The present-dayFlemish Region covers 13,522 km2 (5,221 sq mi) and is divided into five provinces, 22 arrondissements and 308 cities or municipalities.

The province of Flemish Brabant is the most recent one, being formed in 1995 after the splitting of the province of Brabant.

Most municipalities are made up of several former municipalities, now called deelgemeenten. The largest municipality (both in terms of population and area) is Antwerp, having more than half a million inhabitants. Its nine deelgemeenten have a special status and are called districts, which have an elected council and a college. While any municipality with more than 100,000 inhabitants can establish districts, only Antwerp did this so far. The smallest municipality (also both in terms of population and area) is Herstappe (Limburg).

TheFlemish Community covers both the Flemish Region and, together with the French Community, the Brussels-Capital Region. Brussels, an enclave within the province of Flemish Brabant, is not divided into any province nor is it part of any. It coincides with the Arrondissement of Brussels-Capital and includes 19 municipalities.

The Flemish Government has its own local institutions in the Brussels-Capital Region, being the Vlaamse Gemeenschapscommissie (VGC), and its municipal antennae (Gemeenschapscentra, community centres for the Flemish community in Brussels). These institutions are independent from the educational, cultural and social institutions that depend directly on the Flemish Government. They exert, among others, all those cultural competences that outside Brussels fall under the provinces.

Climate


The climate is maritime temperate, with significant precipitation in all seasons (Köppen climate classification: Cfb; the average temperature is 3 °C (37 °F) in January, and 21 °C (70 °F) in July; the average precipitation is 65 millimetres (2.6 in) in January, and 78 millimetres (3.1 in) in July).

Economy


Total GDP of the Flemish Region in 2004 was €165,847 billion (Eurostat figures). Per capita GDP at purchasing power parity was 23% above the EU average. Flemish productivity per capita is about 13% higher than that in Wallonia, and wages are about 7% higher than in Wallonia.[25]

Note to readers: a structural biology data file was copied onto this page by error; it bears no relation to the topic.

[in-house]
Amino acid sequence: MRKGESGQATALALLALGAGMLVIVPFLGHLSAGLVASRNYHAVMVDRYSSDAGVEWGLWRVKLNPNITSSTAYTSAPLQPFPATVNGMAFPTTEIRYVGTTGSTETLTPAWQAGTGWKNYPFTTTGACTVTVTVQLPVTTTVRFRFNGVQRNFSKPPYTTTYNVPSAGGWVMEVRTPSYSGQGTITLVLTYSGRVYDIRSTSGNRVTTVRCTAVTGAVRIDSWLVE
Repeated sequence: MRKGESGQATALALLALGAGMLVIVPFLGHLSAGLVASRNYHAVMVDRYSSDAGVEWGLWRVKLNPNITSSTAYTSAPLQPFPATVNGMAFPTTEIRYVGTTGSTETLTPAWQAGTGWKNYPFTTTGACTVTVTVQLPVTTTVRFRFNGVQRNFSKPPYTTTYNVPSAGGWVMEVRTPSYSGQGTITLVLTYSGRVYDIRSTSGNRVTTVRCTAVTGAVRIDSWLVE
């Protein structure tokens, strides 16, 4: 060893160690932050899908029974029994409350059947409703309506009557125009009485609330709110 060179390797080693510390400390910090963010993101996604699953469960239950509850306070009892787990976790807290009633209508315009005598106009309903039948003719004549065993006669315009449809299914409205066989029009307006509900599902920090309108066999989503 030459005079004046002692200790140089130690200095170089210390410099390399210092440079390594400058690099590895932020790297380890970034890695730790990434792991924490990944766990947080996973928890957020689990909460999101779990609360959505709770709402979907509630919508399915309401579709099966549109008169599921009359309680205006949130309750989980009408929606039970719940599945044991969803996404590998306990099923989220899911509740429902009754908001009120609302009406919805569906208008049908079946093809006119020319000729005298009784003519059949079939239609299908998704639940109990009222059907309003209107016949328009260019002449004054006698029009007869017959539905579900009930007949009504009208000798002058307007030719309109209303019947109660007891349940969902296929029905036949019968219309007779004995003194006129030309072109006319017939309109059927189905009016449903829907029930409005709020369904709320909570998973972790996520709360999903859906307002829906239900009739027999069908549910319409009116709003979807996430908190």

Flanders was one of the first continental European areas to undergo the Industrial Revolution, in the 19th century. Initially, the modernization relied heavily on food processing and textile. However, by the 1840s the textile industry of Flanders was in severe crisis and there was famine in Flanders (1846–50). After World War II, Antwerp and Ghent experienced a fast expansion of the chemical and petroleum industries. Flanders also attracted a large majority of foreign investments in Belgium. The 1973 and 1979 oil crises sent the economy into a recession. The steel industry remained in relatively good shape. In the 1980s and 90s, the economic centre of Belgium continued to shift further to Flanders and is now concentrated in the populous Flemish Diamond area.[26] Nowadays, the Flemish economy is mainly service-oriented.

Belgium is a founding member of the European Coal and Steel Community in 1951, which evolved into the present-day European Union. In 1999, the euro, the single European currency, was introduced in Flanders. It replaced the Belgian franc in 2002.

The Flemish economy is strongly export-oriented, in particular of high value-added goods.[27] The main imports are food products, machinery, rough diamonds, petroleum and petroleum products, chemicals, clothing and accessories, and textiles.

Antwerp is the number one diamond market in the world, diamond exports account for roughly 1/10 of Belgian exports.

Flanders is home to several science and technology institutes, such as IMEC, VITO, Flanders DC and Flanders DRIVE.

Flanders has developed an extensive transportation infrastructure of ports, canals, railways and highways.

Whereas railways are managed by the federal National Railway Company of Belgium, other public transport (De Lijn) and roads are managed by the Flemish region.

The main airport is Brussels Airport, the only other civilian airport with scheduled services in Flanders is Antwerp International Airport, but there are two other ones with cargo or charter flights: Ostend-Bruges International Airport and Kortrijk-Wevelgem International Airport, both in West Flanders.

Demographics


The highest population density is found in the area circumscribed by the Brussels-Antwerp-Ghent-Leuven agglomerations that surround Mechelen and is known as the Flemish Diamond, in other important urban centres as Bruges, Roeselare and Kortrijk to the west, and notable centres Turnhout and Hasselt to the east. On 1 January 2015, the Flemish Region had a population of 6,444,127 and about 15% of the 1,175,173 people in the Brussels Region are also considered Flemish.[1][30]